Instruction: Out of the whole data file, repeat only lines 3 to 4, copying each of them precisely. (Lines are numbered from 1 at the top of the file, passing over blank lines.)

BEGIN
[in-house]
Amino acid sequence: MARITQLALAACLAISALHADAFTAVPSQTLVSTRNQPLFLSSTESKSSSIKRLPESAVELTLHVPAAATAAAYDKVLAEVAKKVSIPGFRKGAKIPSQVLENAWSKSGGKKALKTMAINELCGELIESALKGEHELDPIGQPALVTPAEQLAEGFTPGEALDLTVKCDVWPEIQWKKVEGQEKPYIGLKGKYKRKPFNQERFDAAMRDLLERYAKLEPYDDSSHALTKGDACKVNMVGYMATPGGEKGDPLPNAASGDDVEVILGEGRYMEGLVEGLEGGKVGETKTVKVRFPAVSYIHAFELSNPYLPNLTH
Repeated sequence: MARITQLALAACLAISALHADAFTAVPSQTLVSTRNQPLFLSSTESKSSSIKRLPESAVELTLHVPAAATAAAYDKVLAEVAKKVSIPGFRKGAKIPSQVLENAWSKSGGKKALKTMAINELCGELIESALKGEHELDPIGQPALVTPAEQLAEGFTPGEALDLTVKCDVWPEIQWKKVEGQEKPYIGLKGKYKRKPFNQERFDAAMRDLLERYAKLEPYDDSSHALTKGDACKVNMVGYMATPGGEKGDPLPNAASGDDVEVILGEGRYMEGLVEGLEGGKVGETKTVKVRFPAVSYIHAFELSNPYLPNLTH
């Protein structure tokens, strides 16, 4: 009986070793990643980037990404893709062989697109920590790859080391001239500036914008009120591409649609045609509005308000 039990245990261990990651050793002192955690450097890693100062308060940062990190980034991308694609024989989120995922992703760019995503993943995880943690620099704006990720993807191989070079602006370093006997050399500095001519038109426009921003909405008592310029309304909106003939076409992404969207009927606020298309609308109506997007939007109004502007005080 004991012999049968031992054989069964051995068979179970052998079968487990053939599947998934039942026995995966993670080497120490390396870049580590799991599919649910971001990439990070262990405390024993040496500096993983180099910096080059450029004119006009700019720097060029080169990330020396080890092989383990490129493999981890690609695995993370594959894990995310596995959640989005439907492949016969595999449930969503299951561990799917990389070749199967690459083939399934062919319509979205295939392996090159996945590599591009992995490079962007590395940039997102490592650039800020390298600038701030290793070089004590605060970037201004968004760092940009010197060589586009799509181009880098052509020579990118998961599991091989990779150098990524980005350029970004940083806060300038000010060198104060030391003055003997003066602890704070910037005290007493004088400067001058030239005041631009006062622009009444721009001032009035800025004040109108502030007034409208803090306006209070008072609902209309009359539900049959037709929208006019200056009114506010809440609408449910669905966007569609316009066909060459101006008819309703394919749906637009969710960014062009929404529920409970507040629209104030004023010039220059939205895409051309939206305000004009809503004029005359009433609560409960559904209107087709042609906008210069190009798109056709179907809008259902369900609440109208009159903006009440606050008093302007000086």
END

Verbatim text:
Repeated sequence: MARITQLALAACLAISALHADAFTAVPSQTLVSTRNQPLFLSSTESKSSSIKRLPESAVELTLHVPAAATAAAYDKVLAEVAKKVSIPGFRKGAKIPSQVLENAWSKSGGKKALKTMAINELCGELIESALKGEHELDPIGQPALVTPAEQLAEGFTPGEALDLTVKCDVWPEIQWKKVEGQEKPYIGLKGKYKRKPFNQERFDAAMRDLLERYAKLEPYDDSSHALTKGDACKVNMVGYMATPGGEKGDPLPNAASGDDVEVILGEGRYMEGLVEGLEGGKVGETKTVKVRFPAVSYIHAFELSNPYLPNLTH
């Protein structure tokens, strides 16, 4: 009986070793990643980037990404893709062989697109920590790859080391001239500036914008009120591409649609045609509005308000 039990245990261990990651050793002192955690450097890693100062308060940062990190980034991308694609024989989120995922992703760019995503993943995880943690620099704006990720993807191989070079602006370093006997050399500095001519038109426009921003909405008592310029309304909106003939076409992404969207009927606020298309609308109506997007939007109004502007005080 004991012999049968031992054989069964051995068979179970052998079968487990053939599947998934039942026995995966993670080497120490390396870049580590799991599919649910971001990439990070262990405390024993040496500096993983180099910096080059450029004119006009700019720097060029080169990330020396080890092989383990490129493999981890690609695995993370594959894990995310596995959640989005439907492949016969595999449930969503299951561990799917990389070749199967690459083939399934062919319509979205295939392996090159996945590599591009992995490079962007590395940039997102490592650039800020390298600038701030290793070089004590605060970037201004968004760092940009010197060589586009799509181009880098052509020579990118998961599991091989990779150098990524980005350029970004940083806060300038000010060198104060030391003055003997003066602890704070910037005290007493004088400067001058030239005041631009006062622009009444721009001032009035800025004040109108502030007034409208803090306006209070008072609902209309009359539900049959037709929208006019200056009114506010809440609408449910669905966007569609316009066909060459101006008819309703394919749906637009969710960014062009929404529920409970507040629209104030004023010039220059939205895409051309939206305000004009809503004029005359009433609560409960559904209107087709042609906008210069190009798109056709179907809008259902369900609440109208009159903006009440606050008093302007000086």